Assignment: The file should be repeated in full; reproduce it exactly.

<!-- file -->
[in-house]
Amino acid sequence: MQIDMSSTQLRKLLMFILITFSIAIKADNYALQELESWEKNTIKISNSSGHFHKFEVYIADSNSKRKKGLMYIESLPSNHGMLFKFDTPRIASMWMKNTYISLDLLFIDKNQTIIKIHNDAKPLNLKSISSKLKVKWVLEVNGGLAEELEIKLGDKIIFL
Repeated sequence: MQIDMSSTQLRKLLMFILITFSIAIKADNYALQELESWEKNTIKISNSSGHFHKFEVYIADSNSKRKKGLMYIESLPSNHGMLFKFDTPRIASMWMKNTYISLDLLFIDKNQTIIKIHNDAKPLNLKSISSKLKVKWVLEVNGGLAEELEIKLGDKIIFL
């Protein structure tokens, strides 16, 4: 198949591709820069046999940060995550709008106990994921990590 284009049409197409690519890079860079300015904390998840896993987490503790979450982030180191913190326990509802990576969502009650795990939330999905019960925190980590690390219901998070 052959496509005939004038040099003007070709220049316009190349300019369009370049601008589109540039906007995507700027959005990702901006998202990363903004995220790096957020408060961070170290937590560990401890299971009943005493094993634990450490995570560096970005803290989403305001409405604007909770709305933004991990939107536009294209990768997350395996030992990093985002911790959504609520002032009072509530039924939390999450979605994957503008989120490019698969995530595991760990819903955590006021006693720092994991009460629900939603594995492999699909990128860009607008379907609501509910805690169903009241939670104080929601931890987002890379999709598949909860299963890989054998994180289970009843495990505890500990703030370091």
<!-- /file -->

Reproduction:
[in-house]
Amino acid sequence: MQIDMSSTQLRKLLMFILITFSIAIKADNYALQELESWEKNTIKISNSSGHFHKFEVYIADSNSKRKKGLMYIESLPSNHGMLFKFDTPRIASMWMKNTYISLDLLFIDKNQTIIKIHNDAKPLNLKSISSKLKVKWVLEVNGGLAEELEIKLGDKIIFL
Repeated sequence: MQIDMSSTQLRKLLMFILITFSIAIKADNYALQELESWEKNTIKISNSSGHFHKFEVYIADSNSKRKKGLMYIESLPSNHGMLFKFDTPRIASMWMKNTYISLDLLFIDKNQTIIKIHNDAKPLNLKSISSKLKVKWVLEVNGGLAEELEIKLGDKIIFL
């Protein structure tokens, strides 16, 4: 198949591709820069046999940060995550709008106990994921990590 284009049409197409690519890079860079300015904390998840896993987490503790979450982030180191913190326990509802990576969502009650795990939330999905019960925190980590690390219901998070 052959496509005939004038040099003007070709220049316009190349300019369009370049601008589109540039906007995507700027959005990702901006998202990363903004995220790096957020408060961070170290937590560990401890299971009943005493094993634990450490995570560096970005803290989403305001409405604007909770709305933004991990939107536009294209990768997350395996030992990093985002911790959504609520002032009072509530039924939390999450979605994957503008989120490019698969995530595991760990819903955590006021006693720092994991009460629900939603594995492999699909990128860009607008379907609501509910805690169903009241939670104080929601931890987002890379999709598949909860299963890989054998994180289970009843495990505890500990703030370091």